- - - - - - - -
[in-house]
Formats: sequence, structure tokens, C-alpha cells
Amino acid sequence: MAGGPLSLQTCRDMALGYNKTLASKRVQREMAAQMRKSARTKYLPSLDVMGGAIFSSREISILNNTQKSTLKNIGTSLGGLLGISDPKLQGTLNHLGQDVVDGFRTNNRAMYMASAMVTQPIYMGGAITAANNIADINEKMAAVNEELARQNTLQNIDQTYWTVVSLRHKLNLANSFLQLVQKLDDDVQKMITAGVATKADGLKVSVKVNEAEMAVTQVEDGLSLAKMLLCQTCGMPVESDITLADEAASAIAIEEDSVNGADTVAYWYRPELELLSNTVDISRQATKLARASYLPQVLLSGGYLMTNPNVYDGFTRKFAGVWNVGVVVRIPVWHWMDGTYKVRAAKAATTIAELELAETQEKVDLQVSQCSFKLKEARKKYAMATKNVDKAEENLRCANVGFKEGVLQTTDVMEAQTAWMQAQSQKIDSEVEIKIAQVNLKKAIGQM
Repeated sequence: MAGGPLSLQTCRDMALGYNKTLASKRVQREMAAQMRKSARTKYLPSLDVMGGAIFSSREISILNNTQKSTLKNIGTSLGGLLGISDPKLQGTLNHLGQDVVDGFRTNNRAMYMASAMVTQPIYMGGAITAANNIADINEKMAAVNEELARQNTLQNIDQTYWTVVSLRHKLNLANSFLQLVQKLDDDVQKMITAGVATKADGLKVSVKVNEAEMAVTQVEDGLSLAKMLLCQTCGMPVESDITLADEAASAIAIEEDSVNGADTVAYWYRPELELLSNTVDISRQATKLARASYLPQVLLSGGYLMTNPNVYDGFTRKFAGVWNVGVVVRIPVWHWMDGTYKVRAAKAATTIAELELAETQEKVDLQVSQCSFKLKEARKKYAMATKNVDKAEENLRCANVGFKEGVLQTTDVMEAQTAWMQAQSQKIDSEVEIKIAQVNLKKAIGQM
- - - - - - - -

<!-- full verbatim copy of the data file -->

[in-house]
Formats: sequence, structure tokens, C-alpha cells
Amino acid sequence: MAGGPLSLQTCRDMALGYNKTLASKRVQREMAAQMRKSARTKYLPSLDVMGGAIFSSREISILNNTQKSTLKNIGTSLGGLLGISDPKLQGTLNHLGQDVVDGFRTNNRAMYMASAMVTQPIYMGGAITAANNIADINEKMAAVNEELARQNTLQNIDQTYWTVVSLRHKLNLANSFLQLVQKLDDDVQKMITAGVATKADGLKVSVKVNEAEMAVTQVEDGLSLAKMLLCQTCGMPVESDITLADEAASAIAIEEDSVNGADTVAYWYRPELELLSNTVDISRQATKLARASYLPQVLLSGGYLMTNPNVYDGFTRKFAGVWNVGVVVRIPVWHWMDGTYKVRAAKAATTIAELELAETQEKVDLQVSQCSFKLKEARKKYAMATKNVDKAEENLRCANVGFKEGVLQTTDVMEAQTAWMQAQSQKIDSEVEIKIAQVNLKKAIGQM
Repeated sequence: MAGGPLSLQTCRDMALGYNKTLASKRVQREMAAQMRKSARTKYLPSLDVMGGAIFSSREISILNNTQKSTLKNIGTSLGGLLGISDPKLQGTLNHLGQDVVDGFRTNNRAMYMASAMVTQPIYMGGAITAANNIADINEKMAAVNEELARQNTLQNIDQTYWTVVSLRHKLNLANSFLQLVQKLDDDVQKMITAGVATKADGLKVSVKVNEAEMAVTQVEDGLSLAKMLLCQTCGMPVESDITLADEAASAIAIEEDSVNGADTVAYWYRPELELLSNTVDISRQATKLARASYLPQVLLSGGYLMTNPNVYDGFTRKFAGVWNVGVVVRIPVWHWMDGTYKVRAAKAATTIAELELAETQEKVDLQVSQCSFKLKEARKKYAMATKNVDKAEENLRCANVGFKEGVLQTTDVMEAQTAWMQAQSQKIDSEVEIKIAQVNLKKAIGQM